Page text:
For the last few days we have been focusing on the concept of charity in Islam. I recently designed this lapbook and my children worked together to complete it. You can download the templates for this lapbook HERE.
This lapbook is made using two sheets of A3 card taped side by side and then fold inward until the lapbook closes as A4. Here is how it unfolds:
We began this lapbook with a review of Surah Al-Ma’un in which Allah rebukes and warns against those hypocrites who deny even small kindnesses to those in need. My older children already know this surah so they were able to help their younger sisters in reciting and memorising.
We then looked at the tafsir of the surah and discussed the meaning of each ayah. We learned how Allah rebukes and warns against the hypocrites, mentioning six evil character traits, the last of which is to deny even small kindnesses, i.e. acts of charity.
We then looked at an ayah from Surah Faatir which promises a reward that will never be lost to those who give charity.
The pictures on the flap help with breaking down and memorising the ayah. Underneath each flap Amina, my 6 year old, wrote an explanation of the meaning of each part of the ayah.
We then looked at the ayah from Surah Al-Baqarah 2:215 in which Allah lists five categories of people in order of precedence who are must deserving of receiving charity.
Under each of the flaps, my children took turns to write a short explanation to show why each of those group of people are deserving of charity. In the discussion of this ayah I mentioned the hadith of the Prophet, sall’Allahu alayhi wasalam, in which he stated that the best dinar a man can spend is that which he spends on his family, and also the hadith which mentions that the one who gives charity to his relatives will get a double reward: one for giving charity and another for keeping the ties of kinship and kindness to relatives.
In the top flap my daughter practised her Arabic handwriting and wrote an explanation to the meaning of the word ‘sadaqah’ from its root form ‘sidq’.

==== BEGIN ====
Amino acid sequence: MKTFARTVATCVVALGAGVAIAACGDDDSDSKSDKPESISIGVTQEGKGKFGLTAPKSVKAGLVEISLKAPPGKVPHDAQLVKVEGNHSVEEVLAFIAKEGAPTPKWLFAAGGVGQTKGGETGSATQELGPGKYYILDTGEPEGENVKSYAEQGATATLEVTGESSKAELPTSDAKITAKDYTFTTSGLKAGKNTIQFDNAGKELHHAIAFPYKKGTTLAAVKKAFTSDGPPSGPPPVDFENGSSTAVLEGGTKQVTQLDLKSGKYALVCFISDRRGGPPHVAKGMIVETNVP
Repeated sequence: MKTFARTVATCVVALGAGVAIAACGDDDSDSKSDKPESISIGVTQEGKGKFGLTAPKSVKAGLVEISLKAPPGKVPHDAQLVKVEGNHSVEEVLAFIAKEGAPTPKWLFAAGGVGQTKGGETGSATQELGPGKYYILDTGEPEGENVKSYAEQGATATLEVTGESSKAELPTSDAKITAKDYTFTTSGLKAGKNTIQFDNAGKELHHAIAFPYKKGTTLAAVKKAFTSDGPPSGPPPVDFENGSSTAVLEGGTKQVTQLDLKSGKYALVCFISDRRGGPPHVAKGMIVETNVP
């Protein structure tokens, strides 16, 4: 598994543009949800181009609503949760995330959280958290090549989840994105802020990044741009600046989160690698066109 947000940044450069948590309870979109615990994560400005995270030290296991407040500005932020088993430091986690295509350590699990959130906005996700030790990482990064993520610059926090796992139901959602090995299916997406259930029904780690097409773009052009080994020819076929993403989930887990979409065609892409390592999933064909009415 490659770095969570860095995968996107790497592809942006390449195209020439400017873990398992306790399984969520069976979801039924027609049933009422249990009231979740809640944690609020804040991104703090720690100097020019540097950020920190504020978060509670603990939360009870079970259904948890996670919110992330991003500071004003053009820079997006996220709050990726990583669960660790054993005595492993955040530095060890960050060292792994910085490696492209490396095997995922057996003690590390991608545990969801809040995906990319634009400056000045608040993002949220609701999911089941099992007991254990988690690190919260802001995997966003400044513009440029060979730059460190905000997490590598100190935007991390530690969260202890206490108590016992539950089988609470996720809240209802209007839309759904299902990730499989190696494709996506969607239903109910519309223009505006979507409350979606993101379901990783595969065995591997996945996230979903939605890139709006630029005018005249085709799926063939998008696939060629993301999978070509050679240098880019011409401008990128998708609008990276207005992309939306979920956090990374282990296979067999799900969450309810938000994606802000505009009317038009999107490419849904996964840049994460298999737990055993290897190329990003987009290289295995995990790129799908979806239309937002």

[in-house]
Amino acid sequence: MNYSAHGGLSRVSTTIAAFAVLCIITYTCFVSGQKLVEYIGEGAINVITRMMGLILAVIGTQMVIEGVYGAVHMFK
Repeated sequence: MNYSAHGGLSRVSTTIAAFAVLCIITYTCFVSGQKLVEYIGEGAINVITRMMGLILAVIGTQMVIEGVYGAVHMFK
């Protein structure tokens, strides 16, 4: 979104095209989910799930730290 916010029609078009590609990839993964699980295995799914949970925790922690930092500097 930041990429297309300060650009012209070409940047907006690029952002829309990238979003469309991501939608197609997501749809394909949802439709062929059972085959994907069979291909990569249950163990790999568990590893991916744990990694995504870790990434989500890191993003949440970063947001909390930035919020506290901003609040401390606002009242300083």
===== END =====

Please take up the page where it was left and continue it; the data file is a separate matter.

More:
You may be wondering what a fire hose has to do with charity … Well, inside this flap is the hadith in which the Prophet, sall’Allahu alayhi wasalam explained that giving charity extinguishes sins like water extinguishes fire.
In this flap, we read and discussed this hadith which states that the one who truly has nothing at all to give in charity can still gain the reward of charity by doing good deeds and keeping away from evil deeds.
The Prophet, sall’Allahu alayhi wasalam, taught us that every good deed is an act of charity, so my children used the cloud chart to list ways in which we can be charitable.
Beside the cloud chart are three flaps, each of which contains a hadith and explanation about certain simple acts of charity. In the flap below you can see that my daughter, Amina copied out the hadith about giving even half a date in charity. She then wrote in her own words why giving dates as charity can help others who are hungry.
My son wrote up a page about charity using a page from his A-Z of Akhlaaq Notebook Pages. He focused on the explanation of the hadith in which the Prophet, sall’Allahu alayhi wasalam, instructed that everyday a Muslim must perform an act of charity, something even as simple as smiling and greeting someone.
On the opposite page are two flapbooks, one about sadaqah (voluntary charity) and one about zakat (obligatory charity).
Each booklet contains 8 question flaps. The books can be used to make a look at the differences between zakat and sadaqah according to the sharee’ah. The answers to the questions are included in the template files which you can download from the link at the start of this post.
Yusef wrote out the answers to the Zakat questions, while Samira wrote out the answers to the ones about sadaqah. Next they read out the answers to each other to learn about the differences between each form of Ibadah (worship).
In the centre is a flapbook which focuses on ‘sadaqah jaariyah’, the continuous charity. It is an act of charity that continues to earn us reward even after our death inshaa’Allah.
Inside the flap are 8 small flaps showing examples of sadaqah jaariyah.
Inside each flap my children wrote how each act of charity can continue to benefit others even after we have died.
On the reverse of the lapbook is a fun wordsearch which I designed to help my children think about and remember examples of charitable acts which are mentioned in the Sunnah.
If you like this lapbook why not check out some more of our character and virtues in the Adaab & Akhlaaq Section